The major difference between the MoMA's new face and that of many other new art museum renovations lies in its purpose. The MoMA absolutely needed the space. Rather than exploiting his level of control over such a vast space in midtown Manhattan, Taniguchi has instead reined in any desire he might have had to revel in his own project. Instead, he has used the amount of space granted through MoMA's $858 million expansion project to promote a more noble goal: to fit as many artistic masterpieces as will hang naturally and comfortably in these, the halls of the nation's foremost modern art museum, and to honor these works with a refined and sublime space. The MoMA does not need to emphasize a space, or justify a collection – it is the collection to which all others aspire.
The function of most of the new blockbuster museums is different. Other museums, such as Frank Gehry's Guggenheim Bilbao, stand as singular landmarks in otherwise unremarkable locations. In Bilbao, this is emphasized by the vistas through the city that expose the Bilbao's shiny metallic siding down long passageways of old, industrial buildings. Both the Bilbao and Richard Meier's J. Paul Getty Museum, a colossal structure on a Bel Air hilltop, sell squares of their building materials as memorabilia in their gift shops – for the Getty, these are squares of travertine marble, while the Bilbao's shop peddles architect Frank Gehry's signature titanium shingles. Although MoMA surely misses no chance to capitalize on its new home, the concept of a signature building material has no place in the MoMA.
Most cities desire a landmark titanium work by Gehry to announce their eligibility for inclusion in the international art scene. The small cities that host the Bilbao and upstate New York's Dia:Beacon, for instance, need to use their museums as a means through which to mold themselves into cosmopolitan destinations. The Getty, the Bilbao, and the Dia:Beacon package their art-viewing experiences as a journey. To reach the Getty, one must ride up a hillside in a scenic tram that lifts the viewer up out of the everyday and brings them to a place where they can see the mountains, the ocean, and the sky of Los Angeles. Both the Bilbao and the Beacon force their audience on an epic journey on a bus out of San Sebastian or a MetroNorth train out of Grand Central. The MoMA does no such thing. It is central. It is easy. It is New York.
Taniguchi has created a meandering, innovative, and specifically New York version of an expansive art museum, taking space where it can get it, like a young transplant to Brooklyn. Terence Riley, Chief Curator of MoMA's Department of Architecture and Design, spoke of what he thought of as a "self-limiting myth promoted by developers" that nothing of worth can be built these days in Manhattan. Taniguchi seems to debunk this myth: you can create a great museum in Manhattan – you just have to be scrappy. Parts of the building, pre-face lift, have largely remained intact, such as the basement theatres and the sculpture garden. The MoMA now also winds behind Fifth Avenue's St. Thomas Church. The MoMA will have even more space when its management so desires: the museum has purchased an athletic club and razed it. It currently stands as a vacant lot on the MoMA's block, a tabula rasa waiting to be molded.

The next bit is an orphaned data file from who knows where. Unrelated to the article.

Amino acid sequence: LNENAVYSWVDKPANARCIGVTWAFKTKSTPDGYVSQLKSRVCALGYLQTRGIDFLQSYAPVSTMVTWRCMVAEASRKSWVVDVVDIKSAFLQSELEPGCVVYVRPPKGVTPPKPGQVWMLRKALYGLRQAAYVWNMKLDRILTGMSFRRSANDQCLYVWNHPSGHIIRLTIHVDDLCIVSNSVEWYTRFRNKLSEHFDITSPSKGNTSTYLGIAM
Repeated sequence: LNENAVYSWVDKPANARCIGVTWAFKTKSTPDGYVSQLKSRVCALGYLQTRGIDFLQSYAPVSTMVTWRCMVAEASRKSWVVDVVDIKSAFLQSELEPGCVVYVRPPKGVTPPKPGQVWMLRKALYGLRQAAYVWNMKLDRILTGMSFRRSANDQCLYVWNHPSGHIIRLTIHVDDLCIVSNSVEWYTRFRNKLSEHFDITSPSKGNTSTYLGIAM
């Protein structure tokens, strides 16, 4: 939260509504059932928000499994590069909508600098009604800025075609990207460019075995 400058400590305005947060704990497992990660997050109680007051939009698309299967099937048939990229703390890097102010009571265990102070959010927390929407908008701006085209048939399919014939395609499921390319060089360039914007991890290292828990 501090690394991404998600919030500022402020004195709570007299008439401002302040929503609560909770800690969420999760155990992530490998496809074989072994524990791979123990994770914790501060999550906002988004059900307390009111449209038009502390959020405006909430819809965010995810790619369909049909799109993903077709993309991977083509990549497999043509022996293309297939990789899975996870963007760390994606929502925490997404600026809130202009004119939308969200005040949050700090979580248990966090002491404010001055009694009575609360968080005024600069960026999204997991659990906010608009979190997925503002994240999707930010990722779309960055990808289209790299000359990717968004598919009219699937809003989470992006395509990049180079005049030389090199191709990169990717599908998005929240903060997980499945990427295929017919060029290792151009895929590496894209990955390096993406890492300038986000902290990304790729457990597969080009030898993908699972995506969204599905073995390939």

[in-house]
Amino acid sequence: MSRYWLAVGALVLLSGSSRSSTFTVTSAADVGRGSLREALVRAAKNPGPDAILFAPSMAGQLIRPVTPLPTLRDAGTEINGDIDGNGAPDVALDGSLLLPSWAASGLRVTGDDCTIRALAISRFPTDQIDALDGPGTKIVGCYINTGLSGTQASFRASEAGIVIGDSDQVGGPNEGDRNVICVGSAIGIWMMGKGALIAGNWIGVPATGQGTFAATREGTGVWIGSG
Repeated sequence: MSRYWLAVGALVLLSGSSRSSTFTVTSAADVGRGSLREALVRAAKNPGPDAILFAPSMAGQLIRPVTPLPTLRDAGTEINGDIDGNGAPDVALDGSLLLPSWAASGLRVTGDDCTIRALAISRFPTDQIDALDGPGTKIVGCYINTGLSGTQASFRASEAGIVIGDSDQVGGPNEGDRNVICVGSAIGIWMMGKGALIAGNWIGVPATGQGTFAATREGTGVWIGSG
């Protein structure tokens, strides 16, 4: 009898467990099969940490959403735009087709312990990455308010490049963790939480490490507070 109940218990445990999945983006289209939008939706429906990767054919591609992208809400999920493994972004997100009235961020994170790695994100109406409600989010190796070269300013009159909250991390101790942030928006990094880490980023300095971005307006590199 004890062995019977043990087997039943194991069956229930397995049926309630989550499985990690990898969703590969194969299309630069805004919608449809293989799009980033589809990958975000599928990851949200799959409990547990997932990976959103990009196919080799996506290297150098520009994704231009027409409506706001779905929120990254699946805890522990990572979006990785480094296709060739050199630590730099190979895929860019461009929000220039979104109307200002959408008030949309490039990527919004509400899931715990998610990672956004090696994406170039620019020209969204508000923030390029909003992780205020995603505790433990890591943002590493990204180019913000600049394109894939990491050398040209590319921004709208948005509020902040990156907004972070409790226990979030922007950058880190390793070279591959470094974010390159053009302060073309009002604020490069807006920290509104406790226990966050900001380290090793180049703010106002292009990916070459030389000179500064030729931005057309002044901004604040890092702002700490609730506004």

The display space for the contemporary collection provided a much different environment for the works than that in the new Dia:Beacon museum. At the Beacon, Dan Flavin's fluorescent light installations were upstaged by the natural light and vast display room. At MoMA, Flavin's works, which create ambient, light-filled areas, seem much more comfortable requesting space. In contrast, other minimalist works are asked to – and able to – command a presence in the Beacon's great, cold, and airy exhibition halls. Walter de Maria's "Equal Area Series" (1976-1990), consisting of 25 pairs of one metal circle and one metal square, worked perfectly in two expansive and naturally lit parallel galleries at the. The vast space of the galleries, combined with the fact that de Maria's pieces extended only inches from the ground, forces viewers to physically interact with the works, confronting their own space in the gallery as they negotiate the metal pieces. What works for the Beacon, in this case, is a quality foreign to the MoMA's distinctly interior and artificial pockets: pure, unadulterated, and quiet space.
While the MoMA takes fewer architectural risks than other new museums, as the foremost authority, it is able to take more risks with its content and curatorial decisions. The Bilbao's ceilings may arc into asymmetrical spikes that defy geometrical definition, but it is the MoMA that can take the liberty of hanging Monet's "Water Lilies" (1920) in a vast gallery, surrounded by the works of much later greats: Brice Marden, William de Kooning, Barnett Newman, and Jasper Johns. Riley spoke of the Bilbao as a "preconceived notion" that provides the viewer with a content-laden frame through which to view works of art. "In my mind, the real problem with Bilbao is a philosophical one: you have a lot of art from the moment – that is, a critical art. If the architect breaks all the rules, what rules are left for the artist to break?" The MoMA avoids this direct confrontation between architecture and art, but still uses its space to pose art historical challenges to the canon.
As the MoMA has purposely avoided in its construction the dramatic and powerful sweeps of Gehry's buildings, MoMA has also betrayed no need or desire to be "contemporary" like the Geffen in Los Angeles, or the Contemporary Arts Museum Houston. The MoMA is too established, too regal, or perhaps, simply, too old for the corrugated steel, unfinished ceilings, and obviously temporary walls by means of which these museums declare themselves contemporary.
For all the new fixings, making one's mark on the collection is still the foremost thing on every artist's mind; so much so that on opening day, an elderly man in the Prints and Illustrated Books gallery approached a security guard in broken English, trying to convince him to acquire his works for the museum. Even the new MoMA cannot overshadow Monet's "Water Lilies," Picasso's "Demoiselles D'Avignon," van Gogh's "Starry Night." Yoshio Taniguchi's MoMA is a temple in which to solemnly contemplate artworks, not a cathedral that dwarfs all within.